Children younger than 12 needing lung transplants can now appeal to be placed on a waiting list for adult lungs, the board overseeing organ transplants voted on Monday.
The executive committee of the Organ Procurement and Transplantation Network considered changes to the rule that limits kids to the pediatric waiting list after the families of two dying children filed lawsuits.
Lawsuits filed on behalf of 10-year-old Sarah Murnaghan and 11-year-old Javier Acosta, who both have end-stage cystic fibrosis, challenged the rule that prevents children younger than 12 from qualifying for adult lungs unless all eligible adolescent and adult patients in the same geographic region have turned them down.
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The organization didn't change the rules drastically but did allow a type of appeals process where childrens' doctors can apply to have their patients considered as adolescents, which would allow them access to the pool of adult lungs.
According to the network, 1,659 people are currently waiting for a lung transplant in the US.
About 30 of them, like Sarah and Javier, are younger than 12 and not eligible for adult transplants.
A federal judge last week agreed with the families and ordered the Department of Health and Human Services to put Sarah and Javier on the adult waiting list, at least temporarily.
"We're not trying to skip ahead of anyone," Javier's mother Milagros Martinez said at a news conference Saturday. "We just want him to have a fighting chance."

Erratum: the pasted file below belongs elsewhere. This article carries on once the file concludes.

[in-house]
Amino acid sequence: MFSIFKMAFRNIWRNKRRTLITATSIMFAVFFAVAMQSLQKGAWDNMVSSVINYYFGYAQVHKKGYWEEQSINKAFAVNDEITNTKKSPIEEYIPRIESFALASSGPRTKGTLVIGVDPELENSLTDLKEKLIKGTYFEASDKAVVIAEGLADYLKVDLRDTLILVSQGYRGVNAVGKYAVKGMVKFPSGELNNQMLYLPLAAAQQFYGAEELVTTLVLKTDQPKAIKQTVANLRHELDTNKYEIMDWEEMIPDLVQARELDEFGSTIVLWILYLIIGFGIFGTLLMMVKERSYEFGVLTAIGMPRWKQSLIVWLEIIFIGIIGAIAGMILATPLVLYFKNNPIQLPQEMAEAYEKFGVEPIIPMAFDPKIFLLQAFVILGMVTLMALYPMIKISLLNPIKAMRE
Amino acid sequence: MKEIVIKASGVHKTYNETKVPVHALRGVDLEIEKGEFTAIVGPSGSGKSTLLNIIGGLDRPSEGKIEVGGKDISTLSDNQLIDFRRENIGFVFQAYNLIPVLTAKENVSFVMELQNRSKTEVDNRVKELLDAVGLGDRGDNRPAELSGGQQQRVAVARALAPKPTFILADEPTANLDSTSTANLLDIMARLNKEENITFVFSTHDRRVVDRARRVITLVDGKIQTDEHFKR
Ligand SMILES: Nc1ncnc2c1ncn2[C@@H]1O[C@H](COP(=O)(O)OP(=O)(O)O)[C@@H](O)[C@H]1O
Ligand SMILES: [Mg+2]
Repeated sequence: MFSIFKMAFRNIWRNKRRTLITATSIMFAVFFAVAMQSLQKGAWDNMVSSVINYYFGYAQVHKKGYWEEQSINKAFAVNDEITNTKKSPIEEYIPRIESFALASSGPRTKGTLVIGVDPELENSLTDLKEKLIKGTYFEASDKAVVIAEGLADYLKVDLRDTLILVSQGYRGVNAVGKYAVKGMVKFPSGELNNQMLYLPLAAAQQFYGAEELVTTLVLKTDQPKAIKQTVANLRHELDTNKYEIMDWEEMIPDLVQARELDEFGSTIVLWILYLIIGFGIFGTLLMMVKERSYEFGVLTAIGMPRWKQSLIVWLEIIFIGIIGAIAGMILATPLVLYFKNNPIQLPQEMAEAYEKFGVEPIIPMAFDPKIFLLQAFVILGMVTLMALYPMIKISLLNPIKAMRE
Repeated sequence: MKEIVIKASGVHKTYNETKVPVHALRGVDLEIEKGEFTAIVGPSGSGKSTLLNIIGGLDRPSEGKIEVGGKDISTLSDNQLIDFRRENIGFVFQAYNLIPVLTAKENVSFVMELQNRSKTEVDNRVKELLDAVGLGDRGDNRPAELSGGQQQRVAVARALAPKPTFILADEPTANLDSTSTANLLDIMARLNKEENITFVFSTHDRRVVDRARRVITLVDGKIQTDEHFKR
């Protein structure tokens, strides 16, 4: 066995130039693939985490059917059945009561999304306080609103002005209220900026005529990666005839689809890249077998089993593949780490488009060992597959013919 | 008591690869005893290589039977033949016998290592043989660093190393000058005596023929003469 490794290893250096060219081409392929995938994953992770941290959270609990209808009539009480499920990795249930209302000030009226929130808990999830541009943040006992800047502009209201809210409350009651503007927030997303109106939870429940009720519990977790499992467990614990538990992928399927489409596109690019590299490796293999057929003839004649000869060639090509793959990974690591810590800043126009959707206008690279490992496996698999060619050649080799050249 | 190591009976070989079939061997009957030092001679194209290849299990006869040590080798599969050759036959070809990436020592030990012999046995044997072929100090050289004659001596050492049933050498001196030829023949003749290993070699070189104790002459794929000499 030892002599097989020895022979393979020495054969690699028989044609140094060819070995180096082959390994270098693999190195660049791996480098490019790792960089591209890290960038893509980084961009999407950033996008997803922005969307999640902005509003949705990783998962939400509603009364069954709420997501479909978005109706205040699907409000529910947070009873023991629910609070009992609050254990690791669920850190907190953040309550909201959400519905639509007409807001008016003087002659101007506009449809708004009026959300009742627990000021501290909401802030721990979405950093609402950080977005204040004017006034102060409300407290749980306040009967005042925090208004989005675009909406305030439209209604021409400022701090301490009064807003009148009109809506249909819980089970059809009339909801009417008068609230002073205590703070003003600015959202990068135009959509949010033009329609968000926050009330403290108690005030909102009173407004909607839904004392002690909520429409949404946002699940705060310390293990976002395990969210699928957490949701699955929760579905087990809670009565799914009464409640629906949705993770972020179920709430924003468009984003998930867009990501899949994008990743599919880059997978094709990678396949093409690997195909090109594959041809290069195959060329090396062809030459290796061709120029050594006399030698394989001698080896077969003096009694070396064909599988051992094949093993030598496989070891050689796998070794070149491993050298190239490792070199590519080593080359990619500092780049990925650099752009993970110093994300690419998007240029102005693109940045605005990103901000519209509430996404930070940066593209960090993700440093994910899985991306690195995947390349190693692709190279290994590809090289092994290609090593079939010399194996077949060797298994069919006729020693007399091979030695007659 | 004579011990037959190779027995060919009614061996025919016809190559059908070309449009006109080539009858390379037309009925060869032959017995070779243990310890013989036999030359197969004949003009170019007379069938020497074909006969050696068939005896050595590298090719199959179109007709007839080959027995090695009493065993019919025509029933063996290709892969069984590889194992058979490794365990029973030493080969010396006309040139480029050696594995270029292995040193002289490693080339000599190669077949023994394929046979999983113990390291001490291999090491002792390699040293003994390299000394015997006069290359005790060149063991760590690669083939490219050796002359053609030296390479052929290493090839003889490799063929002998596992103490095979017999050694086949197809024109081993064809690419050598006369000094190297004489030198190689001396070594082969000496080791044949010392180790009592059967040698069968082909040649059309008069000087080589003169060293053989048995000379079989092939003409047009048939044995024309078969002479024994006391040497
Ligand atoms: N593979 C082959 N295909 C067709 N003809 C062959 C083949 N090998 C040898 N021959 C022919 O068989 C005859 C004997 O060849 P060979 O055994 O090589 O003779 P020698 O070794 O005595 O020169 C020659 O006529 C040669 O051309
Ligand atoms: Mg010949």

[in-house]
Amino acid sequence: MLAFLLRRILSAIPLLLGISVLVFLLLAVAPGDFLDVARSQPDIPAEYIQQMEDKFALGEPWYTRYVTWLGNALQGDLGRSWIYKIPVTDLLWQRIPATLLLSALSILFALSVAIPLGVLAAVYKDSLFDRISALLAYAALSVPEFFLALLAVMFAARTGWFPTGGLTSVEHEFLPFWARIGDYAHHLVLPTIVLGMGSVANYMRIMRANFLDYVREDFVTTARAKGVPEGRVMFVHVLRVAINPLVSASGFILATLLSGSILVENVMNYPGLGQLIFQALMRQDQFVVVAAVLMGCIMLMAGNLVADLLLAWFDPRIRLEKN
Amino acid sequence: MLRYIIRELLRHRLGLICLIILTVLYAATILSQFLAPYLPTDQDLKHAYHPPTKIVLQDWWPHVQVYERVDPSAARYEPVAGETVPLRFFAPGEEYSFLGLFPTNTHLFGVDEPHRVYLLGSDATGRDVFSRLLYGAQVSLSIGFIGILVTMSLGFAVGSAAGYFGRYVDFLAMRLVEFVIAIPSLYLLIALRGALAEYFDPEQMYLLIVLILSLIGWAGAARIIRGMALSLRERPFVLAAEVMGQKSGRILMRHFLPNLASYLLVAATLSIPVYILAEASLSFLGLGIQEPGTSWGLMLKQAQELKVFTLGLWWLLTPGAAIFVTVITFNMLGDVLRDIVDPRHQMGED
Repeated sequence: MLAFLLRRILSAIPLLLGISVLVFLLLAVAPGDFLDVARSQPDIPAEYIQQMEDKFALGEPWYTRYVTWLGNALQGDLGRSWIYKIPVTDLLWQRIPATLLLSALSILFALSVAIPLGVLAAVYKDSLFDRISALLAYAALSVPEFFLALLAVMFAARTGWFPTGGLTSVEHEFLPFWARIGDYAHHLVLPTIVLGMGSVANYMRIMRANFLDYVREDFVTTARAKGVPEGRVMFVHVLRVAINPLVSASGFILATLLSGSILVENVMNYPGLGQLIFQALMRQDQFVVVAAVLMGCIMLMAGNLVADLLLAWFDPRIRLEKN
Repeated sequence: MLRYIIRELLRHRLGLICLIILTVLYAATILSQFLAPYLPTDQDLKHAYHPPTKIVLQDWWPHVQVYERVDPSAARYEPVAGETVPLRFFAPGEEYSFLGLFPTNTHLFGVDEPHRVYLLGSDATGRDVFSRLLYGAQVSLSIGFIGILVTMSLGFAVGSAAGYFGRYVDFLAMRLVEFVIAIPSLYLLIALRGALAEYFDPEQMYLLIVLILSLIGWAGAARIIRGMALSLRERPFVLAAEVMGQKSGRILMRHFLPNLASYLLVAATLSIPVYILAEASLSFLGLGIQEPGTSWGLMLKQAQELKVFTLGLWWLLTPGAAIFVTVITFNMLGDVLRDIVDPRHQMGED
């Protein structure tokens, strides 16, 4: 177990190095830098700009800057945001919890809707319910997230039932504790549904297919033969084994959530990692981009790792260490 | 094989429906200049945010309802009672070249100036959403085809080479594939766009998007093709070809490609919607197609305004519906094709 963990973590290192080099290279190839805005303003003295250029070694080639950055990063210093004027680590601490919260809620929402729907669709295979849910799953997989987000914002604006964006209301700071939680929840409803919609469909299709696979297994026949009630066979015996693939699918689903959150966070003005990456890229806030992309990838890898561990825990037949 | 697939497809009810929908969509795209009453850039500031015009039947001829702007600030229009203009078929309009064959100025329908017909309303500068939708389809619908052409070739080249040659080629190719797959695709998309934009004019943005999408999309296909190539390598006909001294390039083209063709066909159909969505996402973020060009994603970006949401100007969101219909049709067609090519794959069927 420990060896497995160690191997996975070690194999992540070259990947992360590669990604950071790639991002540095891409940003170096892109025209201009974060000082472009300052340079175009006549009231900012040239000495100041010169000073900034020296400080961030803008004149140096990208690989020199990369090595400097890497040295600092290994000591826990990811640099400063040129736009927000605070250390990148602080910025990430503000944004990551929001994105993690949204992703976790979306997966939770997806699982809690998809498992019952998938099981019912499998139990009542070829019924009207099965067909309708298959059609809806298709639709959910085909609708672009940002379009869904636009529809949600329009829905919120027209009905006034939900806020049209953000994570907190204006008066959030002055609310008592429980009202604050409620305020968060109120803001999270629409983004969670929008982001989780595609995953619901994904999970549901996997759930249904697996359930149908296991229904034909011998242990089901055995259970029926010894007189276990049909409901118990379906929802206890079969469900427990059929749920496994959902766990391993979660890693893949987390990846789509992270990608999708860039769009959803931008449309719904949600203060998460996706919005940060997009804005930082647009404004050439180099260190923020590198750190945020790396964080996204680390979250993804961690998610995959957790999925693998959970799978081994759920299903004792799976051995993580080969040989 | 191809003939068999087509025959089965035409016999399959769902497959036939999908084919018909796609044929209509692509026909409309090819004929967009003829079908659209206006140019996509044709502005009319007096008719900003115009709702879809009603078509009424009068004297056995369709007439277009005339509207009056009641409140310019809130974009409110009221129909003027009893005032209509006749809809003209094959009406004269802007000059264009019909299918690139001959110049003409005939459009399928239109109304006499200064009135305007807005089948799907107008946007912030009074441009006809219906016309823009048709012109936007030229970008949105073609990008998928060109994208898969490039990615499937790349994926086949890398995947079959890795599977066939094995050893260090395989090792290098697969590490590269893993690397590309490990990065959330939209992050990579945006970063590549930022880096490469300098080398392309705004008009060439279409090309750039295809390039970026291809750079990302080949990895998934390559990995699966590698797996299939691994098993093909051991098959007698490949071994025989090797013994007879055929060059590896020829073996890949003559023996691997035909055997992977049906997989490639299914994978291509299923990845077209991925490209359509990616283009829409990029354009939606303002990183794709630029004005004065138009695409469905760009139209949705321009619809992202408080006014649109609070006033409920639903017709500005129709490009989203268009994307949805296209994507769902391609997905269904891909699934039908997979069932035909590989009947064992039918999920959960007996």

Javier's older brother Jovan died waiting for a lung transplant in 2009, said a lawyer for Martinez.
Murnaghan's doctors have said she may only have a few weeks to live and that no suitable lungs have been found for her. She has been on the pediatric transplant list for new lungs since 2011.
The OPTN is trying to navigate between staying in charge of who gets organs, while acknowledging that the 12-year-old cut off for adult lungs is arbitrary and may harm some children.
Bioethicist Arthur Caplan, director of the division of medical ethics at NYU Langone Medical Center, told NBC that the board's decision seemed like a good solution.
"Ironically, the lawsuit is pushing the policy," said Caplan. "They are trying to preserve the integrity of the UNOS system for distributing organs, and trying to acknowledge that Sarah and her family have a point."
"They were very worried that they not open the floodgates to all kinds of people who need all kinds of organs to start going to Congress or to judges or the secretary of HHS," Caplan added.